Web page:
Gardening Advice

How to Deal with Waterlogged Soil

Zoia Kostina /

Every self-respecting gardener understands the importance of soil quality. Many Australians face the challenge of waterlogged earth, especially in the autumn months. You see, some plants don’t have a problem with a bit more water around their roots, while others… let’s just say that they have a far shorter lifespan.

So, if you are…

  • wondering why this gardening problem happens in the first place
  • looking for a solution for the waterlogged soil in your backyard
  • on the search for plants that do well in soil with poor drainage

We got you covered.

Table of contents:

What is waterlogged soil?

Waterlogging may sound self-explanatory, but in order to understand it best, it’s important to know the various factors behind the problem and the main traits to help you recognise it. So let’s start with the main characteristics of the waterlogged soil:

  • Poor drainage
  • Reduced oxygen
  • Loss of precious nutrients
  • Change in soil colour (they usually become darker)

Now that you know which soil is waterlogged, it’s time to look into what’s causing this common lawn and garden problem. Here are the most common reasons behind the issue:

  • One of the main culprits for waterlogging soil is too much clay in the soil
  • Excess rainfall, as rain has the ability to drain the earth from surplus water
  • Lack of properly working surface drainage system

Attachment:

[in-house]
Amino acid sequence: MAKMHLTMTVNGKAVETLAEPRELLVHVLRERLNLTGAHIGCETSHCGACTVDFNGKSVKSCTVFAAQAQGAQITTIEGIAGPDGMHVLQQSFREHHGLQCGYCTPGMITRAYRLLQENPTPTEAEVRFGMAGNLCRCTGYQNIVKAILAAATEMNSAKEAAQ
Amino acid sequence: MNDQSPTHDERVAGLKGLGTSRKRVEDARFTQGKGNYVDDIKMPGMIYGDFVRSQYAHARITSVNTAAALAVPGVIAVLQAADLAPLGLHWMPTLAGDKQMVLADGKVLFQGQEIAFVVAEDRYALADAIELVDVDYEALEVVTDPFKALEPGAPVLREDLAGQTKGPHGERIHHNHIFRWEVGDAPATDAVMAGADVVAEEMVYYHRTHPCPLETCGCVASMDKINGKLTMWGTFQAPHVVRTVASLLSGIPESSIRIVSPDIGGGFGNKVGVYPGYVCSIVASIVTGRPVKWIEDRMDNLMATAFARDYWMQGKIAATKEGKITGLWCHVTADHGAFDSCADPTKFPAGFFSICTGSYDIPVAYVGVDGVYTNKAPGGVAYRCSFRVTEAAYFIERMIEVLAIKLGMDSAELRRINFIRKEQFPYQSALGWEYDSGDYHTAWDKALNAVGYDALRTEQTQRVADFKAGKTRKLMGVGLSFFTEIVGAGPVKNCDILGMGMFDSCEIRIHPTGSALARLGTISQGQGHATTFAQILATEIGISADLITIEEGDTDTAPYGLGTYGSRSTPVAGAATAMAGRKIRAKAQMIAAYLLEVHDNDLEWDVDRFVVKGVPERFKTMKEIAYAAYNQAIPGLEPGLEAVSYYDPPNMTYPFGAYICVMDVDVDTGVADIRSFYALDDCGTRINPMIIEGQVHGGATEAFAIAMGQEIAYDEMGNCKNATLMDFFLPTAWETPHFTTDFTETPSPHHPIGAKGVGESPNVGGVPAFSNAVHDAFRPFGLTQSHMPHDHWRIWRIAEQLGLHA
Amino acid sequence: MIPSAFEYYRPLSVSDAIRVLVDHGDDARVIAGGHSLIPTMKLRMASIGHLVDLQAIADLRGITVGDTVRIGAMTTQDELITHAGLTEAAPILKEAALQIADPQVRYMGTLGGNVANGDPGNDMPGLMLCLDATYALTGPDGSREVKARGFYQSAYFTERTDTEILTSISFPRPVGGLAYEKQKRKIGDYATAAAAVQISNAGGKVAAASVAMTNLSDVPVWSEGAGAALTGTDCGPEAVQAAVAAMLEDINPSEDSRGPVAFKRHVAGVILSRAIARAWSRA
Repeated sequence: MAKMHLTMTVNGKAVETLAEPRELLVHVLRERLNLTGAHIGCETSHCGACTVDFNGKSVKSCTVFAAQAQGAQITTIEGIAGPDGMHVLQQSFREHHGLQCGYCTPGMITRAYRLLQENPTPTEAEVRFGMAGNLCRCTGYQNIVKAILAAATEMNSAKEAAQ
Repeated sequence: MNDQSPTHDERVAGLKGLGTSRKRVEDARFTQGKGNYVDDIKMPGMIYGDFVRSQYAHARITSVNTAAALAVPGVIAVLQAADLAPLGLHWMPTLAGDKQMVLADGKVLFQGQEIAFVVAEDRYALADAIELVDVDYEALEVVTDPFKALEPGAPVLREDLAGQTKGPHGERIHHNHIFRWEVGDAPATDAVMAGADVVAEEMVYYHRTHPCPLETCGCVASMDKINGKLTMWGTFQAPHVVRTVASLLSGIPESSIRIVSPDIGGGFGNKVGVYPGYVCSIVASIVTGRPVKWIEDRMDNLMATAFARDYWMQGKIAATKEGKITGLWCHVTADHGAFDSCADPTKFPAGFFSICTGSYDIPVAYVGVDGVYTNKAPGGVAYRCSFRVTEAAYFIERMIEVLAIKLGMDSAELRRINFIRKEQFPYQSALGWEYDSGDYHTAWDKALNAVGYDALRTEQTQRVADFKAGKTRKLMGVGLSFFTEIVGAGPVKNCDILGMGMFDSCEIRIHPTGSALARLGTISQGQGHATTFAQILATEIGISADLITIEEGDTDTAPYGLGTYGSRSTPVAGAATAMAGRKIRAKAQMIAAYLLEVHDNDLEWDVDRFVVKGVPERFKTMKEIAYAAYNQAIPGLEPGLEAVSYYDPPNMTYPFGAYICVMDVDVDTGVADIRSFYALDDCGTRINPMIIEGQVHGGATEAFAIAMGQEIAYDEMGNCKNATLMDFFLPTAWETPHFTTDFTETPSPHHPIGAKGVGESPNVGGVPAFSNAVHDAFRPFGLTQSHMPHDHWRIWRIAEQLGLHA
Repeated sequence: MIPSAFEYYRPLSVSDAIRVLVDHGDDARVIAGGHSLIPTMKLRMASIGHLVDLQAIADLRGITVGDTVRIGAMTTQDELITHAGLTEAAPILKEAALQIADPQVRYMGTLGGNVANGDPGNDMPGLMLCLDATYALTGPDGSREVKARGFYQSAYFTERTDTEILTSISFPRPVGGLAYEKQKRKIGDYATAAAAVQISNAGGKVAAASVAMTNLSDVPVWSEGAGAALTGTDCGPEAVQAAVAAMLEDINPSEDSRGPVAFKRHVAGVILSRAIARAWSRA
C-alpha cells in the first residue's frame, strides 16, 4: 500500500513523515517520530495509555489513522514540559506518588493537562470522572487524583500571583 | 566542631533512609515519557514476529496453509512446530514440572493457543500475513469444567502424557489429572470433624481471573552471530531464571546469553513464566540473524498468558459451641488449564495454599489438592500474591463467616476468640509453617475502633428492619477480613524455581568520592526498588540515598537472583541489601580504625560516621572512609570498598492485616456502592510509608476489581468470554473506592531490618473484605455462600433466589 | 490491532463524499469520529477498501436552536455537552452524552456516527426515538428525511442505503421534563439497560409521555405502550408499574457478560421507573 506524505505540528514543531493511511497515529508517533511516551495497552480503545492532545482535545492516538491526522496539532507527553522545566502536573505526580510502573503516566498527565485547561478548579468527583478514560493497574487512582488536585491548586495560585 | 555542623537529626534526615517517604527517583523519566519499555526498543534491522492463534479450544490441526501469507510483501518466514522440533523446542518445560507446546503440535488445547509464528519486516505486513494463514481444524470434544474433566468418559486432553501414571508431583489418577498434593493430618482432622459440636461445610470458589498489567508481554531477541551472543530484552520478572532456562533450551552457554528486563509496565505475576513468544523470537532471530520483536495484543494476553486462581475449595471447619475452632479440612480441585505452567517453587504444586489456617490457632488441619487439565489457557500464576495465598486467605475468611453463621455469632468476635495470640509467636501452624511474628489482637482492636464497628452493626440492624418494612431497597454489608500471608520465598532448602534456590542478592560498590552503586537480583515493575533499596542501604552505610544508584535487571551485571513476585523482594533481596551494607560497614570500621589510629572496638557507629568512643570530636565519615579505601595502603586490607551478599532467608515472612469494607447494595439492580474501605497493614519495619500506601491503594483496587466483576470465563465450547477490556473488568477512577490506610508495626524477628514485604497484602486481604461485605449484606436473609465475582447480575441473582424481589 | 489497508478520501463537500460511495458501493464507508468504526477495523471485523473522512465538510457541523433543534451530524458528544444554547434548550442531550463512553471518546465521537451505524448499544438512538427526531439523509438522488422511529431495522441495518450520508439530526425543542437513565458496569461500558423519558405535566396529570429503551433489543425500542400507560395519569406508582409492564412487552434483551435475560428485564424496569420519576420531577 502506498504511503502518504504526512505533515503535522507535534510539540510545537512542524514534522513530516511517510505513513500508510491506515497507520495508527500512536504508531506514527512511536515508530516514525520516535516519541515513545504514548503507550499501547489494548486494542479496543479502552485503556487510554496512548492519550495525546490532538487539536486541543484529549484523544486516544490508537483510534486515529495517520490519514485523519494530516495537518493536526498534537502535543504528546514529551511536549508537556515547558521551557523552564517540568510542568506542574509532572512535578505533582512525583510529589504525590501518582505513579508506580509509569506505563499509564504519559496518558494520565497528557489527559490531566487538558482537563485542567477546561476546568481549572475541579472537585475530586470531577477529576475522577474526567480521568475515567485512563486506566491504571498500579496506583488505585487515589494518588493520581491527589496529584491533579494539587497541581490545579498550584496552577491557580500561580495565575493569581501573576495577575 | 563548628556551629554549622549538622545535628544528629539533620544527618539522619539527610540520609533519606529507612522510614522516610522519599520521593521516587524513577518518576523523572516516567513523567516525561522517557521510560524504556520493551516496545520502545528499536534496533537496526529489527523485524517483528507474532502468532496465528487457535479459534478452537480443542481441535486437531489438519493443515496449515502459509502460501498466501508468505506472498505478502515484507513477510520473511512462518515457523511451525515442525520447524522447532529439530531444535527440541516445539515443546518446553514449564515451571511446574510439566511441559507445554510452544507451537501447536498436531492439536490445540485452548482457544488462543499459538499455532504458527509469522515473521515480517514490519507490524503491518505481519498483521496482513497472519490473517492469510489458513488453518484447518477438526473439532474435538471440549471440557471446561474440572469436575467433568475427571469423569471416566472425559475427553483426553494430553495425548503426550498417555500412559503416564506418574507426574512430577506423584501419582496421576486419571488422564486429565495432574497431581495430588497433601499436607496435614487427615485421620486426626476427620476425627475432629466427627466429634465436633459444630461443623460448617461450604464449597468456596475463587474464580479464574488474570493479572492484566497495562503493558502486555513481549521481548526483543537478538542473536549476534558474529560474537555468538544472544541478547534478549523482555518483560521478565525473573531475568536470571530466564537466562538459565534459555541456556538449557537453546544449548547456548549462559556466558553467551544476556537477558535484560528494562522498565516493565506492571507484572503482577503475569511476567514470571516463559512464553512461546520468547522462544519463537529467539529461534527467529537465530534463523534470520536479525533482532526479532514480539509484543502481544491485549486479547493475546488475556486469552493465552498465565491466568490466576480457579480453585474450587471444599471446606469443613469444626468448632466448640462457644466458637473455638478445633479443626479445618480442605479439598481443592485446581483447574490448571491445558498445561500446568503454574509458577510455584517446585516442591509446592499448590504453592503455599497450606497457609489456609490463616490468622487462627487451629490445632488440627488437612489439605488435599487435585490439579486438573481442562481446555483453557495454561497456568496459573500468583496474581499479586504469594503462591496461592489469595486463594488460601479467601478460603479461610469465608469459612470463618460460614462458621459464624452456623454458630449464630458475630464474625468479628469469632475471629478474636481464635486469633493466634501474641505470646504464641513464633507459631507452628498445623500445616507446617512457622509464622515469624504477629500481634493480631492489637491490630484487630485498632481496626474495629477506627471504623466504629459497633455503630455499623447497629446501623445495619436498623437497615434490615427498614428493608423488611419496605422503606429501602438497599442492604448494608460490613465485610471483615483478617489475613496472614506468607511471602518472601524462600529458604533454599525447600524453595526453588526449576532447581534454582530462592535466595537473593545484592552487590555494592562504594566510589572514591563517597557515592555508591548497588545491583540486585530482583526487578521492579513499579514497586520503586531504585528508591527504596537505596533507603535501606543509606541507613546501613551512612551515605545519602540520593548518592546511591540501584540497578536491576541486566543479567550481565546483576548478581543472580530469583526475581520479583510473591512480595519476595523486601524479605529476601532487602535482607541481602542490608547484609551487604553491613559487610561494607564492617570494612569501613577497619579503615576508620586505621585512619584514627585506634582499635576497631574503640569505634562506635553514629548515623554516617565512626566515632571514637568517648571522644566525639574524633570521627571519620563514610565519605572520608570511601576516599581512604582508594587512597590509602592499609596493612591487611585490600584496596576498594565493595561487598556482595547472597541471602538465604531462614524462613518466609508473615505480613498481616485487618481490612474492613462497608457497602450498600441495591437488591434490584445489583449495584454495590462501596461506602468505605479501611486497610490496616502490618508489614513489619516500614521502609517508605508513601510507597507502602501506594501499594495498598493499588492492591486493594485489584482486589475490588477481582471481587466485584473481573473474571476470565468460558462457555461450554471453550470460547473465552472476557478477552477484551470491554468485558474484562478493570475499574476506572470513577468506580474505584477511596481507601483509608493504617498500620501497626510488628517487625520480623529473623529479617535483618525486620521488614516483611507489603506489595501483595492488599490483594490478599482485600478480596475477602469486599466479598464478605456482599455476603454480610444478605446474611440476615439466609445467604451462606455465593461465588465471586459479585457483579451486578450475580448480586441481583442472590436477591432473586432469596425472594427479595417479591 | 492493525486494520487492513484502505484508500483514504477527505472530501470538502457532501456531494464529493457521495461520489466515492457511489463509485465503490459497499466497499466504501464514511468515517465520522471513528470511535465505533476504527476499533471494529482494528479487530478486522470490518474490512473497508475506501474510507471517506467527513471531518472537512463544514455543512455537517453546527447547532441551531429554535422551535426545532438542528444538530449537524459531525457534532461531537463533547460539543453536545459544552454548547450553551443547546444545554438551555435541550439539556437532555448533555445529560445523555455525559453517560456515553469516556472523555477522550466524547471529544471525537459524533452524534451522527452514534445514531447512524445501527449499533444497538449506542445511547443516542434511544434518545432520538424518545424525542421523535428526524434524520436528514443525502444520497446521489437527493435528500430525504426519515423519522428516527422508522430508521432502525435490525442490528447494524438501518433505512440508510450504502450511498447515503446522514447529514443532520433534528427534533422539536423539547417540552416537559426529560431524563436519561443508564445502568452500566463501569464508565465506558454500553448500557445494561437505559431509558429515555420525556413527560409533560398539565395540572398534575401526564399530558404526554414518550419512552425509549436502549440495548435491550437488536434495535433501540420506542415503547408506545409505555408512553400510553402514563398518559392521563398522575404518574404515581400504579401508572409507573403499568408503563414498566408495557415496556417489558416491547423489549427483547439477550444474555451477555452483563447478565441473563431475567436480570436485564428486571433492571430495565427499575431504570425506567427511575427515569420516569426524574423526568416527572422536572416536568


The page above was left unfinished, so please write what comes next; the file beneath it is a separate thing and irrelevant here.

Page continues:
• Infavourable location, as some types of soil just don’t always drain very well (ex: in shady spots)
You may also like:
Gardening Advice
Spring Bulbs: What & When to Plant

What problems can waterlogging cause?

So, basically, soil that is slow-draining will store excess water. You may think that this shouldn’t be an issue for your precious roses, but plants also need oxygen to survive. When flowers sit in soil with higher moisture levels, they don’t receive enough of the O element and get very sick. Their roots start to rot and eventually perish. Of course, the coin has two sides.

Free-draining soil is one thing, but earth with way too much air circulation is a whole other story. You see, if the soil in your garden has more oxygen in it, the draining process becomes more rapid. Sandy soil, for instance, is known to have such a problem. In translation: Your roses won’t have enough time to soak up all the H2O from the earth. Similar to the waterlogging issue, your flowers will get weak and die.

You may also like:
Gardening Advice
How to Improve Sandy Soil

How do you fix a waterlogged soil?

So, obviously, the solution lies in finding a way to improve the soil’s drainage. Here are a few methods that can help fix your lawn’s or garden’s drainage.

Try pricking, slitting or spiking the soil

Also known as aeration, pricking, slitting and spiking can work pretty well. However, we have to admit that spiking is most effective for improving soil water drainage, especially for heavily waterlogged soils. Here is how you can do it:

  • Make sure to remove every single drop of moisture by swiping it off the lawn. Pricking and slitting is most efficient when you’ve drained the excess water away.
  • Try shallow pricking or slitting, about 2-3 cm in depth.
  • If that’s not enough, move on to deep spiking with a tool that can create holes around 10-15 cm deep.
  • When you make the holes, you can fill them up with a free-draining material like horticultural sand, for example. This gurarantees that when you water the soil, the moisture runs deeper into the ground, reaching the less compacted layers.

In terms of tools, you can find a wide range of hand spiking tools available on the market. Still, you can complete these gardening tasks with just an ordinary garden fork.